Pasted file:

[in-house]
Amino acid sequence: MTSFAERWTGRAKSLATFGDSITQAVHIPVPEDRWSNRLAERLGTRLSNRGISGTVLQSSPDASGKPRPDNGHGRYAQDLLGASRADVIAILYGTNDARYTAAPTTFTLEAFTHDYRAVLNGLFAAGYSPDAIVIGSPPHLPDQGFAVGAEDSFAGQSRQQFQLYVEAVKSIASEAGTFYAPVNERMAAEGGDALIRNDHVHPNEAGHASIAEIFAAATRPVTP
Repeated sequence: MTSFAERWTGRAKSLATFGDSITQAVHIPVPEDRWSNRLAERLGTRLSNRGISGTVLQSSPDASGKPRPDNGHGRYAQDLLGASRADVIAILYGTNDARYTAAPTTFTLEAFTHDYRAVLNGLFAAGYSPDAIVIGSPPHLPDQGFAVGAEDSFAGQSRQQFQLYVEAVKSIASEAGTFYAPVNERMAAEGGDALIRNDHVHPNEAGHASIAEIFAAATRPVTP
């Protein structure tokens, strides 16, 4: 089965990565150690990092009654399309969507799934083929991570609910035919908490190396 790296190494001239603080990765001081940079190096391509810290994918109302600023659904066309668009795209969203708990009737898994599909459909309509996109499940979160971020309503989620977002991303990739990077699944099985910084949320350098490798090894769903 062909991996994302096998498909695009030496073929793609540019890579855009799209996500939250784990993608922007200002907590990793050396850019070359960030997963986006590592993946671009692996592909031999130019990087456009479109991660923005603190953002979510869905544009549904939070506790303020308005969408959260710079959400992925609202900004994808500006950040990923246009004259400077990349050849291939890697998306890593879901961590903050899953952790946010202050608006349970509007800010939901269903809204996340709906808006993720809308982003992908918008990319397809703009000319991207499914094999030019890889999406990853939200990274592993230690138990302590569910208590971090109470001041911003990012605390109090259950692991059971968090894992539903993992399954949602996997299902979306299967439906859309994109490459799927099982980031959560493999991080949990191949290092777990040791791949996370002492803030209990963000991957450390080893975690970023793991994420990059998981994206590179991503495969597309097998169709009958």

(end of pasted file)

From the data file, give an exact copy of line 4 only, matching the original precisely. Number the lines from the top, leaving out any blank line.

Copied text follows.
């Protein structure tokens, strides 16, 4: 089965990565150690990092009654399309969507799934083929991570609910035919908490190396 790296190494001239603080990765001081940079190096391509810290994918109302600023659904066309668009795209969203708990009737898994599909459909309509996109499940979160971020309503989620977002991303990739990077699944099985910084949320350098490798090894769903 062909991996994302096998498909695009030496073929793609540019890579855009799209996500939250784990993608922007200002907590990793050396850019070359960030997963986006590592993946671009692996592909031999130019990087456009479109991660923005603190953002979510869905544009549904939070506790303020308005969408959260710079959400992925609202900004994808500006950040990923246009004259400077990349050849291939890697998306890593879901961590903050899953952790946010202050608006349970509007800010939901269903809204996340709906808006993720809308982003992908918008990319397809703009000319991207499914094999030019890889999406990853939200990274592993230690138990302590569910208590971090109470001041911003990012605390109090259950692991059971968090894992539903993992399954949602996997299902979306299967439906859309994109490459799927099982980031959560493999991080949990191949290092777990040791791949996370002492803030209990963000991957450390080893975690970023793991994420990059998981994206590179991503495969597309097998169709009958």